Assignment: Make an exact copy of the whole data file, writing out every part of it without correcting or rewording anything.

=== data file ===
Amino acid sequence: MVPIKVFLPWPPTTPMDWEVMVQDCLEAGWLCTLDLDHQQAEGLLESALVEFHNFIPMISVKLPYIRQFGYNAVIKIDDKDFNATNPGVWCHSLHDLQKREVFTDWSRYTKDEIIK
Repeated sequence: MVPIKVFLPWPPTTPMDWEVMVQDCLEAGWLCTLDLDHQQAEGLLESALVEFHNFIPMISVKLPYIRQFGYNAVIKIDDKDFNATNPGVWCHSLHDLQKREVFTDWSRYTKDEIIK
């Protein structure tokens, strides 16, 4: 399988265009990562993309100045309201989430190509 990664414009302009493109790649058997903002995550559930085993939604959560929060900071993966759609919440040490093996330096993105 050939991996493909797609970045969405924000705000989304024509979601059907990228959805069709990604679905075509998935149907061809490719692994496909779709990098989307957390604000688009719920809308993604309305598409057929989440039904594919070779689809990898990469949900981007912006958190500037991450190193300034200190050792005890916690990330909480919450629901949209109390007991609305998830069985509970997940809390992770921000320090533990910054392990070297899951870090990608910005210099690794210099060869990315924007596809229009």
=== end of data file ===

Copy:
Amino acid sequence: MVPIKVFLPWPPTTPMDWEVMVQDCLEAGWLCTLDLDHQQAEGLLESALVEFHNFIPMISVKLPYIRQFGYNAVIKIDDKDFNATNPGVWCHSLHDLQKREVFTDWSRYTKDEIIK
Repeated sequence: MVPIKVFLPWPPTTPMDWEVMVQDCLEAGWLCTLDLDHQQAEGLLESALVEFHNFIPMISVKLPYIRQFGYNAVIKIDDKDFNATNPGVWCHSLHDLQKREVFTDWSRYTKDEIIK
């Protein structure tokens, strides 16, 4: 399988265009990562993309100045309201989430190509 990664414009302009493109790649058997903002995550559930085993939604959560929060900071993966759609919440040490093996330096993105 050939991996493909797609970045969405924000705000989304024509979601059907990228959805069709990604679905075509998935149907061809490719692994496909779709990098989307957390604000688009719920809308993604309305598409057929989440039904594919070779689809990898990469949900981007912006958190500037991450190193300034200190050792005890916690990330909480919450629901949209109390007991609305998830069985509970997940809390992770921000320090533990910054392990070297899951870090990608910005210099690794210099060869990315924007596809229009």